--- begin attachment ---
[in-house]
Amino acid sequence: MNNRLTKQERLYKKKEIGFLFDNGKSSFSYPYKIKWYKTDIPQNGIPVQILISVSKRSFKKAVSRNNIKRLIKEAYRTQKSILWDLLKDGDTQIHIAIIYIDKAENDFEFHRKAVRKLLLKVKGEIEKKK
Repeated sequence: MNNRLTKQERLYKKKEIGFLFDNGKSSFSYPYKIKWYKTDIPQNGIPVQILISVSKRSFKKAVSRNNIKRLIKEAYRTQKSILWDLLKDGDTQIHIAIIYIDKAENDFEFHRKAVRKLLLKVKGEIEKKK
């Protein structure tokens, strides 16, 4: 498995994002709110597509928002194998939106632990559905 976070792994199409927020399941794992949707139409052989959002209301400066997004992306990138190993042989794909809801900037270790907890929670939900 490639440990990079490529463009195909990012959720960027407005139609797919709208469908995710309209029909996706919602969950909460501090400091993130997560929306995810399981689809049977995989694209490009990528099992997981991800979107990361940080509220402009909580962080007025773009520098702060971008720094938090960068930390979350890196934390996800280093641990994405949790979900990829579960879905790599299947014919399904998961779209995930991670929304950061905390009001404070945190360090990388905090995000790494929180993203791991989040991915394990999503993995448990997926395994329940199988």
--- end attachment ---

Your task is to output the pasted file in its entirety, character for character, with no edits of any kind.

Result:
[in-house]
Amino acid sequence: MNNRLTKQERLYKKKEIGFLFDNGKSSFSYPYKIKWYKTDIPQNGIPVQILISVSKRSFKKAVSRNNIKRLIKEAYRTQKSILWDLLKDGDTQIHIAIIYIDKAENDFEFHRKAVRKLLLKVKGEIEKKK
Repeated sequence: MNNRLTKQERLYKKKEIGFLFDNGKSSFSYPYKIKWYKTDIPQNGIPVQILISVSKRSFKKAVSRNNIKRLIKEAYRTQKSILWDLLKDGDTQIHIAIIYIDKAENDFEFHRKAVRKLLLKVKGEIEKKK
């Protein structure tokens, strides 16, 4: 498995994002709110597509928002194998939106632990559905 976070792994199409927020399941794992949707139409052989959002209301400066997004992306990138190993042989794909809801900037270790907890929670939900 490639440990990079490529463009195909990012959720960027407005139609797919709208469908995710309209029909996706919602969950909460501090400091993130997560929306995810399981689809049977995989694209490009990528099992997981991800979107990361940080509220402009909580962080007025773009520098702060971008720094938090960068930390979350890196934390996800280093641990994405949790979900990829579960879905790599299947014919399904998961779209995930991670929304950061905390009001404070945190360090990388905090995000790494929180993203791991989040991915394990999503993995448990997926395994329940199988």